**From:** C Deibele (*deibele@fnal.gov*)

**Date:** Fri Sep 01 2000 - 16:31:51 PDT

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George_Tang@Dell.com wrote:

*>
*

*> This is great from a theoretical stand point. But in reality,
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*> the trace impedance, Zo, is fixed at a certain range by either
*

*> the driver or receiver. You will need to make the widest
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*> possible trace while keeping the same impedance. This brings
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*> us back to the original discussion.
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*>
*

*> George Tang
*

*>
*

I disagree completely, George. What in the world are you

talking

about?? I do not know how one can make a constant impedance

by

varying line widths. You certainly know that impedance is a

distributed quantity. Varying line widths varies the

impedance.

How then, can one make the widest possible trace while

keeping

the same impedance constant?

It is clear from the most basic funamentals of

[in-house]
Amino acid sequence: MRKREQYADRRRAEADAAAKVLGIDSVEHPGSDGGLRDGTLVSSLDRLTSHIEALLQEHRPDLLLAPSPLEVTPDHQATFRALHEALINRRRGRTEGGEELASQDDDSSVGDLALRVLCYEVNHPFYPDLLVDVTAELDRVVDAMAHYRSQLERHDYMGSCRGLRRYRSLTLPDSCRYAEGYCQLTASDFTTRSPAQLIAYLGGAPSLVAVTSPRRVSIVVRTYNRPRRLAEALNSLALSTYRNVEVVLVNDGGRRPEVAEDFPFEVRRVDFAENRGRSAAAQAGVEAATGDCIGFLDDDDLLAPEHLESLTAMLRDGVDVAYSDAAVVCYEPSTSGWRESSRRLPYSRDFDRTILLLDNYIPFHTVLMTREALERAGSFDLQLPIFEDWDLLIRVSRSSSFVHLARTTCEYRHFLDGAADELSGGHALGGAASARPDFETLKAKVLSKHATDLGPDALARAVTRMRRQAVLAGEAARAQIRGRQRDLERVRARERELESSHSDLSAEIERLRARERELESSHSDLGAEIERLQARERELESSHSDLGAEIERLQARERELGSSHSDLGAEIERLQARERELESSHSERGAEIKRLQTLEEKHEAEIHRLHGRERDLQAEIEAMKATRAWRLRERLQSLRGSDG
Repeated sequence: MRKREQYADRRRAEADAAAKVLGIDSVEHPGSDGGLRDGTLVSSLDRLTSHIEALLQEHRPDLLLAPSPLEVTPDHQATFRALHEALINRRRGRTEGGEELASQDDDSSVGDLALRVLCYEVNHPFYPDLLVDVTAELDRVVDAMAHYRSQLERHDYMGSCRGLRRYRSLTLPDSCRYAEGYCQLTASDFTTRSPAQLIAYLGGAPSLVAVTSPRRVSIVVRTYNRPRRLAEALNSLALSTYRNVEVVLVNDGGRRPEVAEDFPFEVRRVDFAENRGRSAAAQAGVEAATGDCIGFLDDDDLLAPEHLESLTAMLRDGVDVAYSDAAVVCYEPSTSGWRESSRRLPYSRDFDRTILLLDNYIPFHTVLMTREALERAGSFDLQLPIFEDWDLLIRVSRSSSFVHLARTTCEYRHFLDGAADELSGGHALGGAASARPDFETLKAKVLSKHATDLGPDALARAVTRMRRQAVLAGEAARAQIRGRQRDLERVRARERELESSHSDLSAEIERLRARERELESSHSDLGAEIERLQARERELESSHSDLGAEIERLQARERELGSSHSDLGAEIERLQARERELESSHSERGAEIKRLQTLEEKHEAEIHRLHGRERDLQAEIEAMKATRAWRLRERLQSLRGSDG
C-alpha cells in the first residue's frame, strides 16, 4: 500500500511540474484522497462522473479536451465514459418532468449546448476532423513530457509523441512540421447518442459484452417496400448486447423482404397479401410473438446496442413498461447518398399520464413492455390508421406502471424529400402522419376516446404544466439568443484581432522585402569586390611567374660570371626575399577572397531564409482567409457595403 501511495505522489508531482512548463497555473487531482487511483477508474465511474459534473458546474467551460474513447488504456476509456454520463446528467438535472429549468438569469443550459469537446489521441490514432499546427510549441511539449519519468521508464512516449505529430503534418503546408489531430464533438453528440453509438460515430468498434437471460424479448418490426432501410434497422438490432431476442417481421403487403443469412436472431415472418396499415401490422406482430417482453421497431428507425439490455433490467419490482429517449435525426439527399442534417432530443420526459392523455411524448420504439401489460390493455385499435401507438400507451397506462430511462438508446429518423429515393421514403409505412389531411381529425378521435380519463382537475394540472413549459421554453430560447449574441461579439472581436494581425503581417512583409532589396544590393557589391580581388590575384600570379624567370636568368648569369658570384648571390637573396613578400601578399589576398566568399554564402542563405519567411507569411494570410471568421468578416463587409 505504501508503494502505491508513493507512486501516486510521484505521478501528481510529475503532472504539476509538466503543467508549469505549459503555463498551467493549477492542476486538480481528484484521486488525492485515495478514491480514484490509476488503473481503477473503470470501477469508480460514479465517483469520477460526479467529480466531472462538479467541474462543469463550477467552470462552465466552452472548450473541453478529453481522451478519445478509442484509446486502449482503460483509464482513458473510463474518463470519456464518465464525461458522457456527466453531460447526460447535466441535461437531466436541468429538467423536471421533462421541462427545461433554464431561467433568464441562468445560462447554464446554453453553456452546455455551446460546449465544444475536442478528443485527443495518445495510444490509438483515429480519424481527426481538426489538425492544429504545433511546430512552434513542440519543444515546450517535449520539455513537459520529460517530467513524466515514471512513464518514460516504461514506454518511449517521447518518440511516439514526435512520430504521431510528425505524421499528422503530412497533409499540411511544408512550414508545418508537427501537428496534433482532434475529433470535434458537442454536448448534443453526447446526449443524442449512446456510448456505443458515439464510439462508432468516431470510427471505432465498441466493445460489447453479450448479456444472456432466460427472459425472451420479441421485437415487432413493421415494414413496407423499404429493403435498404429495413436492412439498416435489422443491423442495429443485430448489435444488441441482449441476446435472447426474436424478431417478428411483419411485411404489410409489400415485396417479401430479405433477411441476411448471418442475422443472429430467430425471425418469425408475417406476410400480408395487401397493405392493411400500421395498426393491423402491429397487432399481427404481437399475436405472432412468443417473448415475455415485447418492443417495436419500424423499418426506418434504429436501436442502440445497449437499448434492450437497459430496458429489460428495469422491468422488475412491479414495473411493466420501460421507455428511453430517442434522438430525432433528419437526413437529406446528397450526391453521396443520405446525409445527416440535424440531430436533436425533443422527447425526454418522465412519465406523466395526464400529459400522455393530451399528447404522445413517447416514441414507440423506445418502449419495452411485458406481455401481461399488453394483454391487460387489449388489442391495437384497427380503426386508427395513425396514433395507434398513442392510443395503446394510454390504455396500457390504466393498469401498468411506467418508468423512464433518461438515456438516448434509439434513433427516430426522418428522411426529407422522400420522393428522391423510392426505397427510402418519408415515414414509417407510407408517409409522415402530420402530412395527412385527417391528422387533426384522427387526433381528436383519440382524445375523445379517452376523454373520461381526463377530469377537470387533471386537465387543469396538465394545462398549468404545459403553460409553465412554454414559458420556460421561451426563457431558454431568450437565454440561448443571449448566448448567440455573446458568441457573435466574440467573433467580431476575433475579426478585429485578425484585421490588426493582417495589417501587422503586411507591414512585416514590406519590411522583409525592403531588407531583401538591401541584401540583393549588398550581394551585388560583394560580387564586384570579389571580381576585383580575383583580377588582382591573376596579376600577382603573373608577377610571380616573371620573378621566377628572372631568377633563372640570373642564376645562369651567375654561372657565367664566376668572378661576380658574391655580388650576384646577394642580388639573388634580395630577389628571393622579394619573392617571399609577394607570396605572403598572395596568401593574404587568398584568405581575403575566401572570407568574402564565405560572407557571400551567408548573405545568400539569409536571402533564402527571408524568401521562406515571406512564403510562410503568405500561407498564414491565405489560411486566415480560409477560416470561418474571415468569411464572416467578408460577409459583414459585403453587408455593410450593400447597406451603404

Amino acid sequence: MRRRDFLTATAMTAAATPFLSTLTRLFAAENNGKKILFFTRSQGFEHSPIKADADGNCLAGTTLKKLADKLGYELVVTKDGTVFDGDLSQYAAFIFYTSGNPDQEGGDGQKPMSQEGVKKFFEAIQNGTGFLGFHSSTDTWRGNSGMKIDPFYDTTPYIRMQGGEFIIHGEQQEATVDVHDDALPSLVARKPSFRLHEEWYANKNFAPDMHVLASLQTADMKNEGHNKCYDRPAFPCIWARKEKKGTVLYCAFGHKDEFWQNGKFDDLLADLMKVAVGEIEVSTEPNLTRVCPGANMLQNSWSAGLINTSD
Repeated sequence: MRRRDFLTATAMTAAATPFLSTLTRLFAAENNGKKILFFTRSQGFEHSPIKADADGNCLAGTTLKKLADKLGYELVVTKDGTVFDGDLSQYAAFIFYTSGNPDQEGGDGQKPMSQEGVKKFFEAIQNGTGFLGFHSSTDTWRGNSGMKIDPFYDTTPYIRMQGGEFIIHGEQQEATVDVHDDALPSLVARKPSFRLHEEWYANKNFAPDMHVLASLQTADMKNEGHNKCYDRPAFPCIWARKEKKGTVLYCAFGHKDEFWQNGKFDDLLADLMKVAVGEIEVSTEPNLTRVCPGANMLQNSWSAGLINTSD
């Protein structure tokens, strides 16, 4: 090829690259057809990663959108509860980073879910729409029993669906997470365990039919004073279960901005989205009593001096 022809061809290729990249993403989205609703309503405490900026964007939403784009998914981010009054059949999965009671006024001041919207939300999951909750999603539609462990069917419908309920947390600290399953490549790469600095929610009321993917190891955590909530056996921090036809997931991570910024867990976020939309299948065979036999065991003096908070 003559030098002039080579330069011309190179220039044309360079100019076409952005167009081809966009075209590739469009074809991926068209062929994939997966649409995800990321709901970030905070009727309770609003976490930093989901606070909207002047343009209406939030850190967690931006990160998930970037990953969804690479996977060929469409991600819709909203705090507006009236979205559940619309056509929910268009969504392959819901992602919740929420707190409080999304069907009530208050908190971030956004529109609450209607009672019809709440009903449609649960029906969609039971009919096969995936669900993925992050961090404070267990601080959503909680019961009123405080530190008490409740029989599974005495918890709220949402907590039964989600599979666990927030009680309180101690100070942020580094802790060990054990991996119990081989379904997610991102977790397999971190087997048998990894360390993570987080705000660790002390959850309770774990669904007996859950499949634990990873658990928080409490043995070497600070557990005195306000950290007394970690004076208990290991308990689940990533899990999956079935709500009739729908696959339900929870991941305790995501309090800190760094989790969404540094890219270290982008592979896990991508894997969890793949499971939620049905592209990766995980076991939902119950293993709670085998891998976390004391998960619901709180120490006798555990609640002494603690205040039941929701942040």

transmissionline

theory, see Pozar for example, that one only one geometry

will

enjoy the least transmission attenuation. The driver and

receiver

are irrelevant to that standpoint.

The driver and receiver may dictate a range of impedances

that can

be used. but other than that, one can easily transverse

from the saddle

point of the least attenuation.

For example, George, in coax, the best impedance is 77

ohms. That is

to say, 77 ohms has the least copper attenuation. so, are

you

saying that the driver and the receiver change this

intrinsic property

of physics?

Your point George, is equivalent to saying that the source

and

driver dynamically change Maxwell's Equations, which I am

certain you will

agree must satisfy Maxwell's Equations.

In fact, probably the only time one may disregard

the simulations I presented are for wavelengths much longer

than the geometry in question. And in these circumstances,

then skin depth is of importance.

I think Pozar goes through the coax example in Chapter 2....

I hope everyone was on their toes...I made a mistake in my

text. The text is only valid for the coax case of a >>

delta.

For the point of Bill Owsley, you are correct, but I think

we are concerned for the case of "ALL THINGS BEING EQUAL".

So, if for the original problem, given a certain trace

width,

does it help to reduce copper loss if one widens the trace

or thickens the trace? I can imagine that the effect of

surface

roughness might be reduced if the trace would be thickened.

Craig Deibele

-- Craig Deibele, PhD, PE Fermilab--Beams Division PO Box 500 MS 341 Batavia IL 60510my opinions only....not of the gov't...nor of the lab...

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